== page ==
Forget about Google or your favorite news sites, if you really want to keep abreast with what's going down in Silicon Valley, find yourself a cozy corner in a courtroom instead. The tech industry is full of lawsuits, and whether you've ever wanted to brush up on your VOIP related law or have a fetish for flaming console suits, there's a court case out there for you. Or better yet, stay right where you're at while I play armchair Justice and issue verdicts on some of today's high profile cases making the headlines.
ATI (now AMD) and nVidia are longtime sparring partners, but could they be more? It's a question being asked 51 times in suits filed against nVidia, accusing them of price fixing with AMD and other related behavior. Of course, nVidia says it's all a bunch of hogwash, but this isn't the first time in recent memory that they've been accused of unsavory business practices. It was less than a year ago that the US Department of Justice had their eye on AMD and nVidia over antitrust allegations, issuing each of them subpoenas. Still, nVidia yet to be caught with their hand undeniably in the cookie jar.
NOT GUILTY It's not that I'm ruling out the possibility of price fixing, but the real crime here is that after waiting so long for a 8800GTX killer from AMD/ATI, we got the 2900 XT instead. Then consider that the Core 2 architecture continues to parade around like Chad Johnson after a touchdown , and if anyone's guilty of anything, it's AMD for lack of, uh, ass-kickery.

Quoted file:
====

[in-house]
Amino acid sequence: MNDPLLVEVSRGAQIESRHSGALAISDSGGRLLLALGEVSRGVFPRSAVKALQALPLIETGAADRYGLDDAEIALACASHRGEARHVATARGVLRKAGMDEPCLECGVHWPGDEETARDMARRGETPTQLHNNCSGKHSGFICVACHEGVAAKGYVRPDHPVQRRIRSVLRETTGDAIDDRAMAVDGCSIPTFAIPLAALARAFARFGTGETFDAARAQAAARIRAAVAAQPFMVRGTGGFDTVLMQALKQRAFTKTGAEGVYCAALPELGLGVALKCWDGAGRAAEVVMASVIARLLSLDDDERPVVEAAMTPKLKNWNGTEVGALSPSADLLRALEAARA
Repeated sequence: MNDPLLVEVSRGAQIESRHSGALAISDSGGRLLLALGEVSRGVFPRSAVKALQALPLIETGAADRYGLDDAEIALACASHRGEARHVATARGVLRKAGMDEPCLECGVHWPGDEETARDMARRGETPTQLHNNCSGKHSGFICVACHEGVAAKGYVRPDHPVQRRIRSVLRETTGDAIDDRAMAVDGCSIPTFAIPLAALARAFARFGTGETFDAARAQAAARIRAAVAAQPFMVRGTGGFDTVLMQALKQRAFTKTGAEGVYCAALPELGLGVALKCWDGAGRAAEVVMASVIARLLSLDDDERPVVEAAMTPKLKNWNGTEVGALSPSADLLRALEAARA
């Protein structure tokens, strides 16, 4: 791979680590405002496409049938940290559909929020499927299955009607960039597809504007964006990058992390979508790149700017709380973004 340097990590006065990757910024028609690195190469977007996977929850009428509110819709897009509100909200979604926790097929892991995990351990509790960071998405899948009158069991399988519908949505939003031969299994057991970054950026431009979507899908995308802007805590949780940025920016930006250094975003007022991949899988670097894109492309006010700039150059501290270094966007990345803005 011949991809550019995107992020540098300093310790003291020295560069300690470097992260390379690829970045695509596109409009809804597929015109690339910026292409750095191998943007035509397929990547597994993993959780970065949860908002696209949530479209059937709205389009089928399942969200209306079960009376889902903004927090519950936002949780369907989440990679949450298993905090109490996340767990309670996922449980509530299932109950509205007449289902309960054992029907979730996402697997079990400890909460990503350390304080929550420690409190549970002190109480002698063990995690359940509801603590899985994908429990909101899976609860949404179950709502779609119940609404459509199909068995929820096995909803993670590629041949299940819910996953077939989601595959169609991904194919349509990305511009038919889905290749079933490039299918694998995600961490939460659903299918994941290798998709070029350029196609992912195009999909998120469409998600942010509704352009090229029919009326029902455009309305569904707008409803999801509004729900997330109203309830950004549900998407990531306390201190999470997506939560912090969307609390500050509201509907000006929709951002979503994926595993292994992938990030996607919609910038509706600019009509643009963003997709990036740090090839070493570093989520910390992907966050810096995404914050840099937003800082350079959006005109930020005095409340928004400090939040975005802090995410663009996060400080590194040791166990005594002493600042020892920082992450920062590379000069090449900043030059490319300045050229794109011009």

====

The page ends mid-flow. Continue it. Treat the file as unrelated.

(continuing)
It's the company forum goers love to loathe, whether because they've had a bad experience with a misinformed employee, or general disgust for brick-and-mortar pricing compared to everyone's favorite e-tailer . I've never fallen into the anti-BestBuy camp myself, but for the virtual pitchfork yielding crowd, you may finally have something to be up in arms about. Imagine the excitement of finding a swank deal on a laptop advertised on BestBuy.com , and then the disgust of seeing it sold for $150 more in the store. Then envision a blue shirt wearing employee pulling up the same website you checked not 15 minutes earlier and confirming the higher price tag than what you saw at home. Surely the fault lies with you, right? So feeling defeated and a little bit embarrassed, you apologize to the employee, then go back home and bring up the website once more and... W hiskey T ango F oxtrot !? There's that lower price again!
It wasn't some Geeksquad Jedi mind trick, rather the confusion stemmed from an internal website identical to the real BestBuy.com, save for some pricing discrepencies. Naturally, Best Buy claims that no malice was involved, but that won't sway my verdict.
GUILTY Had Best Buy been upfront about their dirty little secret after it was discovered, I might be more sympathetic. Instead, they initially went into Area-51 mode, denying the internal site even existed. You don't get any brownie points for fessing up only after a situation becomes too large to ignore.
Talk about the ultimate bait-and-switch. Just set up an internal website that looks identical to the real one, and bump up the pricing on advertised specials!